Langa Letter: Follow-Up To Linux's Achilles' Heel Column
Fred Langa addresses the most-voiced criticisms of his recent review of Linux problems, including claims that sound isn't that important in business computing. He also posits that high-priced commercial Linux vendors are on a suicidal course, unless they lower prices to accentuate their advantages over Windows.
Name That Hardware
While the above letter was general, many of the other posts were highly specific. The largest thread of posts, stretching across several weeks and under several headings, dealt with the fact that I hadn't detailed the exact specs of the hardware that failed.
Many readers thought I was trying to hide something; or was secretly trying to stack the deck against Linux; or that I had some other evil motivation in not detailing the hardware. For example, check these four separate posts:
"So a so-called journalist claims he can't get sound working on some anonymous system ... he refuses to specify the hardware used. What is he afraid of? Is he afraid that somebody might fix that problem? Or maybe this anonymous soundcard/chip doesn't exist? Why must that hardware be kept anonymous?"
"The only reason he wouldn't reveal his hardware is he knows that it's Windows-only junk. He knows perfectly well why Linux won't work with it, but he makes us jump through all his silly hoops and never gives us the punch line at the end."
"Can you name that mysterious sound card and chipset, Fred? Somehow you keep on failing to do that .... Why?"
"Have you so completely given up on your career that you just make up stories? Unless you produce the hardware specs we should just assume you never actually did the test and just made up your article based on opinion and hearsay."
(I've omitted the names of the writers, above, because I have no desire to embarrass anyone. All the posts are on the InformationWeek.com Listening Post, and you can read them there in their original context, if you wish to.)
The omission was simple: I had seen no need to burn space in the original article with a list of the hardware specs because the vendor I was dealing with specifically said the system should work with their distribution (I had provided the support techs with a complete hardware rundown); and the sound chipset in question is listed on the Advanced Linux Sound Architecture (ALSA) site as supported. Thus, I thought that detailing the hardware was moot. The salient point was that it was supposed to work with Linux, and did not. It also was supposed to work with Windows, and did.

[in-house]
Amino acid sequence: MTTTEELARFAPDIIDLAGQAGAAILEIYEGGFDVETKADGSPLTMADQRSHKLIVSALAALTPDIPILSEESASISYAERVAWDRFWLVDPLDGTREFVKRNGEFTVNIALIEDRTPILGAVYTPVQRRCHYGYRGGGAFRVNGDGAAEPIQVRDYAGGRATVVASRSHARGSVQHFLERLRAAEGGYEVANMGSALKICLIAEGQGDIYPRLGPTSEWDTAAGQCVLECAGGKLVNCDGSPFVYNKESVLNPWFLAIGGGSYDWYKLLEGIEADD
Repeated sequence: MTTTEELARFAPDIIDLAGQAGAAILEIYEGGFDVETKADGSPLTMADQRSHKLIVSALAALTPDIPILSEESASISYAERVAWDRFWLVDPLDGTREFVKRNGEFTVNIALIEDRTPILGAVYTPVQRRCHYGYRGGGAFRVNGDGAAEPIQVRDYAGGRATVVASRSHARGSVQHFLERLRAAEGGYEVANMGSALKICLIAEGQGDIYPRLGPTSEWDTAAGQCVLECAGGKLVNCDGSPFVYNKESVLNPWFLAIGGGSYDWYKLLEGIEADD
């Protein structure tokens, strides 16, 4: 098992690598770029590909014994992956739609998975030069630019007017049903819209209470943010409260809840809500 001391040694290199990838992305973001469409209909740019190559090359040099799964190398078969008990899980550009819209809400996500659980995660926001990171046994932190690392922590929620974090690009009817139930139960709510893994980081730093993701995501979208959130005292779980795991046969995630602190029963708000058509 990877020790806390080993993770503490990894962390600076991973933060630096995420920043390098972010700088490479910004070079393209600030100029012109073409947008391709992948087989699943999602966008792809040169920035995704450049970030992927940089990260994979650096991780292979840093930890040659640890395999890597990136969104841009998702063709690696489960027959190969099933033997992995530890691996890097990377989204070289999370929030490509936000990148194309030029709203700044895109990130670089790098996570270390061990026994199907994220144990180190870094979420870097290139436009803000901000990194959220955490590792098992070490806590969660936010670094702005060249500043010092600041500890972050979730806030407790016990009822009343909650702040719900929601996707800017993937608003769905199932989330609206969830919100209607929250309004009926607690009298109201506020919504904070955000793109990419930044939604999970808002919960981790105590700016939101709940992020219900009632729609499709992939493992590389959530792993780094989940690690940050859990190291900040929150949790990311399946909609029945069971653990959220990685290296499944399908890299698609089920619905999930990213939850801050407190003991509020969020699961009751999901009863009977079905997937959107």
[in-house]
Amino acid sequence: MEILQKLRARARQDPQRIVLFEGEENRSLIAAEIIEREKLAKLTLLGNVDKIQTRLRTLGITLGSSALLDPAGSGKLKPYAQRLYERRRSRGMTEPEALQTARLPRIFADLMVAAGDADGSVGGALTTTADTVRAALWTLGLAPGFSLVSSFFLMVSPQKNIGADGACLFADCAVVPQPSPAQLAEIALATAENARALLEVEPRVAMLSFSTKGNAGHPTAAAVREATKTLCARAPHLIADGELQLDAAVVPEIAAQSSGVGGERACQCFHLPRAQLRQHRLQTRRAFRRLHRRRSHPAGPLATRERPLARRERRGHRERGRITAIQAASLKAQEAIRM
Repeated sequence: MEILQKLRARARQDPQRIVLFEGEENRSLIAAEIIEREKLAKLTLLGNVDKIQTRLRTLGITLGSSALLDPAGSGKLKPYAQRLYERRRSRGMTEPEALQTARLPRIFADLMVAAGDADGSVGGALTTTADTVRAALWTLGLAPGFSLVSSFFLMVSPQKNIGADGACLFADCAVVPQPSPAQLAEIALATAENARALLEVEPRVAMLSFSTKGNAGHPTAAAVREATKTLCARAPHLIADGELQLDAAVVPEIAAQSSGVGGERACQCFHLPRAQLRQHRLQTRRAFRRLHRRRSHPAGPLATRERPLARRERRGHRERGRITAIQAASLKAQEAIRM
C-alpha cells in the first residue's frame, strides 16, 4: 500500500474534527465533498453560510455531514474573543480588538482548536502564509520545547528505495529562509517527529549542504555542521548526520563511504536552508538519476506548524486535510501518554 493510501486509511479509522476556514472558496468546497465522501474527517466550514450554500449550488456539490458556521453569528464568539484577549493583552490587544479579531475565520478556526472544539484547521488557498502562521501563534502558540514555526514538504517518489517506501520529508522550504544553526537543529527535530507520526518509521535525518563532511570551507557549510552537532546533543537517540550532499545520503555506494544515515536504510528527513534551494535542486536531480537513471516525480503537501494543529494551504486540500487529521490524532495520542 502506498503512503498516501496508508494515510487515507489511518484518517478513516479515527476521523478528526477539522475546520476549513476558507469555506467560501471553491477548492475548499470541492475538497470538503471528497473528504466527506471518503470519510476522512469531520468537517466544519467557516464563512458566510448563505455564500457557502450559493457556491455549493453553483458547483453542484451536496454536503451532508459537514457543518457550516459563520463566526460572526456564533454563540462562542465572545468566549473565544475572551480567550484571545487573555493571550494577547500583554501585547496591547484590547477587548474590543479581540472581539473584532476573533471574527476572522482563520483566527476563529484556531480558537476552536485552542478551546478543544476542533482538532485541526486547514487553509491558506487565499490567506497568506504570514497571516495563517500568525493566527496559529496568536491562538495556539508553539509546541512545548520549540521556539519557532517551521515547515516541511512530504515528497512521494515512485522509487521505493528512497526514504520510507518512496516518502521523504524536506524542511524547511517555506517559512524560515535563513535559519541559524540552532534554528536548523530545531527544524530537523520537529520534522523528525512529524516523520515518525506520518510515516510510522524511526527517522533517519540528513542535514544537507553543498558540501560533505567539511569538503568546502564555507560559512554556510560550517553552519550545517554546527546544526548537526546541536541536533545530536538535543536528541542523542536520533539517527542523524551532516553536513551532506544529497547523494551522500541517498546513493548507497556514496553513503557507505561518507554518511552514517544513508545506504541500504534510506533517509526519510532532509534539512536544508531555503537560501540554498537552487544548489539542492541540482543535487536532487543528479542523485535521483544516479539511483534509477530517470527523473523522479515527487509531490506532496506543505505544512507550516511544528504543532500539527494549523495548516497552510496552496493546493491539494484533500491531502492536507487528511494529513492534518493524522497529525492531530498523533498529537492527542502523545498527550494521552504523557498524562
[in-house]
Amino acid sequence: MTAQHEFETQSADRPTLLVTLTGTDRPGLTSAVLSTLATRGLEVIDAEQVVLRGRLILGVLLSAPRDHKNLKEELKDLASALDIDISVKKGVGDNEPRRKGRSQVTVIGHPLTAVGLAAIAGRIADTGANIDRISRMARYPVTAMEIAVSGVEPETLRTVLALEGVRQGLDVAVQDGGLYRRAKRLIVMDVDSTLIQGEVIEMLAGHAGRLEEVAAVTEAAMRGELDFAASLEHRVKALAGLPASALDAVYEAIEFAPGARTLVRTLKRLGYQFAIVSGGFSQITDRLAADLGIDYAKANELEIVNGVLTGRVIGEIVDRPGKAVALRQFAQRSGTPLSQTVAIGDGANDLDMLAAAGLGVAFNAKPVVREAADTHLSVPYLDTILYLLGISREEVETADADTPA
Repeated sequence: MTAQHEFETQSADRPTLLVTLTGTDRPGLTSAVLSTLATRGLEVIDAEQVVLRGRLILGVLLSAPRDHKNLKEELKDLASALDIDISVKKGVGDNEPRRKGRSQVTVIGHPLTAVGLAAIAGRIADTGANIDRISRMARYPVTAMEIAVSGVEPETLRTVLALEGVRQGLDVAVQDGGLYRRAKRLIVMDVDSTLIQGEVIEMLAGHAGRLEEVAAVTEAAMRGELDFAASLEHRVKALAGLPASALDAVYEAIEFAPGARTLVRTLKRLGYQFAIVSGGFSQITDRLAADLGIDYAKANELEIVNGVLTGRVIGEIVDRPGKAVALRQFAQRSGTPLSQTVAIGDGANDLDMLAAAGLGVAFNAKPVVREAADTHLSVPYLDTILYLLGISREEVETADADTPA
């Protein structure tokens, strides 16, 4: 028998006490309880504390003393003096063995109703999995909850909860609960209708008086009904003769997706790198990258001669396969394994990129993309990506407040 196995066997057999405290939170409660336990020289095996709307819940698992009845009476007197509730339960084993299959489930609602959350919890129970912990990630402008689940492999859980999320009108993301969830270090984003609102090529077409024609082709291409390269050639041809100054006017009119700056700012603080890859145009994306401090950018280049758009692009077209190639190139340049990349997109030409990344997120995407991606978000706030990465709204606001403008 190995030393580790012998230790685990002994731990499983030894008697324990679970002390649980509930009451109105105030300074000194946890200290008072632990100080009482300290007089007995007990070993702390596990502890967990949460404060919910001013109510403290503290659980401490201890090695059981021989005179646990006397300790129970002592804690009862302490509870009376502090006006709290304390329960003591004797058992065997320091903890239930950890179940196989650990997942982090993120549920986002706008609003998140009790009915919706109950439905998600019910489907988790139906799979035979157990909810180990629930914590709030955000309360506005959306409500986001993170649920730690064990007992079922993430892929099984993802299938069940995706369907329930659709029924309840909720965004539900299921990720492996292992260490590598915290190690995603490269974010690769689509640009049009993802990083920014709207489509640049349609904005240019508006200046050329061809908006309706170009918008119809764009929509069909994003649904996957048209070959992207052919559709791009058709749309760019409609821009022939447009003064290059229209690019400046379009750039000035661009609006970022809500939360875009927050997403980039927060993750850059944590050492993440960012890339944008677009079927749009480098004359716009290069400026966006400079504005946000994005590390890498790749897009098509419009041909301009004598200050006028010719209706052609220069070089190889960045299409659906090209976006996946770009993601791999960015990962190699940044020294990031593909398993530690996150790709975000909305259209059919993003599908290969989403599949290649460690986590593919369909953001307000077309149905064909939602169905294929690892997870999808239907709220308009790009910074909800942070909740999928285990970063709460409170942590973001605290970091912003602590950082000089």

But, as the above four notes show (and there were many, many others), some readers from the Linux community are deeply suspicious of criticism of Linux. To them, the salient point wasn't that a supposedly supported sound chipset failed in Linux; but that I was "hiding" something. So, to try to get the discussion back on track, I posted the relevant hardware specs in the discussion area.
There were a few more posts in the "Fred is lying/hiding" vein, but most of those died out when the participants in the discussion saw that the sound system indeed should have worked. But then the discussion shifted, as the next item shows:
5 Top Federal Initiatives For 2015As InformationWeek Government readers were busy firming up their fiscal year 2015 budgets, we asked them to rate more than 30 IT initiatives in terms of importance and current leadership focus. No surprise, among more than 30 options, security is No. 1. After that, things get less predictable.
Top IT Trends to Watch in Financial ServicesIT pros at banks, investment houses, insurance companies, and other financial services organizations are focused on a range of issues, from peer-to-peer lending to cybersecurity to performance, agility, and compliance. It all matters.
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